More than 55 million travelers plan to start the 2019 Thanksgiving holiday season with a trip of 50 miles or more away from home, according to the American Automobile Association (AAA), marking the second-highest travel volume since it began tracking in 2000. The figure is an additional 1.6 million more people than last year, trailing only the record set in 2005.

The vast majority of holiday travelers will drive to their destinations and transportation analytics company INRIX expects the afternoon of Wednesday, November 27 to be the worst travel period nationally, with trips taking up to four times longer than normal in major metros.

Planning ahead is key to safe travel. Here are eDriving’s ten travel tips for a safe and happy Thanksgiving.

1. Prepare your vehicle

Do this in advance so you can act if necessary. Check fluid levels, fuel, lights, tire pressures, tire condition, brakes, battery and wiper blades. Consult a professional if you’re unsure how to carry out the checks. Pack an emergency kit that includes a blanket, deicer, water, non-perishable food, car charger for your phone, warning triangle, basic first-aid kit, flashlight.

2. Set a travel schedule

Avoid traveling during peak times if you can, for both your outbound and return trip. Check weather forecasts and travel updates before you leave. Put off traveling if conditions are bad (see eDriving’s winter driving safety tips). Let friends/ family know your travel plans and ETA.

3. Take care when loading

Avoid overloading your vehicle as doing so can affect its suspension, handling and braking capabilities. You should be able to check maximum weight limits on a sticker inside the driver’s door or in your owner’s manual. Ensure no items are in the driver’s footwell as they can cause an obstruction. Be aware that items in the rear footwell could slide forward while the vehicle is in motion. It’s also recommended that you properly store items so that they can’t be projected forward in the event of a collision.

4. Plan a distraction-free trip

Pack a selection of quiet activities to occupy younger passengers – such as books, games consoles, tablets or DVD players (with headphones). Put your phone away before you set off to avoid the temptation to look at it while driving or give it to a fellow passenger for them to receive calls/ texts for you. It’s a good idea to explain to passengers before you set off the importance of allowing you to concentrate on the road. Set up GPS before starting your trip and avoid eating and drinking during the drive (More advice in eDriving’s Distracted Driving Best Practice Guide).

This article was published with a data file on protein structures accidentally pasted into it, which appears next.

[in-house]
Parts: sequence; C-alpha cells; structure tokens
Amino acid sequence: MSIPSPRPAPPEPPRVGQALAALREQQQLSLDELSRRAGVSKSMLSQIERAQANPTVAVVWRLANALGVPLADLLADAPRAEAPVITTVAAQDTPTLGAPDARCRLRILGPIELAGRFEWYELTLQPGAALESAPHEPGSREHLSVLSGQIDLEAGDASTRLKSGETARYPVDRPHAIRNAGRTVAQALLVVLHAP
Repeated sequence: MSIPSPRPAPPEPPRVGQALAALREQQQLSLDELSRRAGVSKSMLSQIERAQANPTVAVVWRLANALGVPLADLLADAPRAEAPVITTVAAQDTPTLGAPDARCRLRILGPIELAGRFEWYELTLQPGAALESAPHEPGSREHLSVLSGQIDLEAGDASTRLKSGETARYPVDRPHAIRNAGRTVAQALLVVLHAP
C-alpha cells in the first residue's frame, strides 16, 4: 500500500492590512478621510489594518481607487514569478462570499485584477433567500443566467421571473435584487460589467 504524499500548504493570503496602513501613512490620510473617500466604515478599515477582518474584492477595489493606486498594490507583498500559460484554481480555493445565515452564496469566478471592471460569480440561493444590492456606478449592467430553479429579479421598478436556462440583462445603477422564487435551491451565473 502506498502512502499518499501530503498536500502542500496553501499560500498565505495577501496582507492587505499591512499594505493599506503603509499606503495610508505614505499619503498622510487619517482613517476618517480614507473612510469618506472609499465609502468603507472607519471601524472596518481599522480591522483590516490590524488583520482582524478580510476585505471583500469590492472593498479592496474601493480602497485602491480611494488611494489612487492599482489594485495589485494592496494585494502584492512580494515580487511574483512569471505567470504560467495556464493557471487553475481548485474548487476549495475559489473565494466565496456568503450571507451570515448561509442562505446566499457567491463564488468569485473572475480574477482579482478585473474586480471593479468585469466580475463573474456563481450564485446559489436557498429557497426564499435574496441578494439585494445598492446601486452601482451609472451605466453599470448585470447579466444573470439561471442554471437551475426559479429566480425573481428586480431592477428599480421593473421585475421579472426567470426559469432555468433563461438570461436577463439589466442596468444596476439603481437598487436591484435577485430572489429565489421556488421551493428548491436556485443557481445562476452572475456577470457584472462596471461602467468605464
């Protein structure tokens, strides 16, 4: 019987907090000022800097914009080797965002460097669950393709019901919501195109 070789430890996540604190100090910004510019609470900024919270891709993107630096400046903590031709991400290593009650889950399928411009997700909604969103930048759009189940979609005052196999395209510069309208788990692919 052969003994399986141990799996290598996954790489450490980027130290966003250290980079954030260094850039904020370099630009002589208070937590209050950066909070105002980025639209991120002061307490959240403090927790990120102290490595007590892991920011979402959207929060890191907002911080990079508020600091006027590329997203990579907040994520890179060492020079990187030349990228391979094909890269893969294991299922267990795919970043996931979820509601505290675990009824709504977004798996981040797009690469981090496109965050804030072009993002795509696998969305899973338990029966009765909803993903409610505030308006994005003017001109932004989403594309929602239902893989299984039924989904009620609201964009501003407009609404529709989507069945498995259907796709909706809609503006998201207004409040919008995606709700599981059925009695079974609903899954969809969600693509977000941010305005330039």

5. Get plenty of rest

Driving while tired affects driving ability in the same way as drinking alcohol; it reduces reaction times and affects concentration and coordination. Allow plenty of time for a good night’s sleep before you set off – and take regular breaks from driving – at least 15 minutes every two hours.

6. Make sure everyone is safely buckled up

Also ensure children are seated in appropriate seats – check requirements here.

7. Drive at a safe speed

Speeding reduces your reaction time in an emergency and increases the force of a collision. Travel at a speed that enables you to safely stop in the distance you can see to be clear, and remember that a three-second following distance is for good conditions only. Increase this in wet conditions or if visibility is reduced (Learn more in eDriving’s Speeding Best Practice Guide).

8. Share the road safely

Watch out for other road users, including vulnerable road users such as cyclists, motorcyclists and pedestrians. And don’t forget larger vehicles, including trucks. Take steps to let truckers know you’re passing them – this includes keeping your turn signal on for longer than normal and making 100 percent sure a truck is clear of your vehicle before changing lane (Read more about Sharing the Road).

9. Protect your valuables

When stopping for a break mid-road trip, it’s advisable for travelers to leave the vehicle in shifts so that someone is always present. Once you’ve reached your destination, be sure to remove everything of value inside. Check twice to be certain.

10. Don’t mix alcohol and driving

Don’t drive at all if you’ve consumed any alcohol. Keep the “morning after effect” in mind while celebrating over the holiday period. And look out for friends and colleagues too. If you know someone has been drinking, don’t let them drive. Call them a taxi, arrange a lift with a sober friend or encourage them to stay over for the night.

Have a safe, happy Thanksgiving!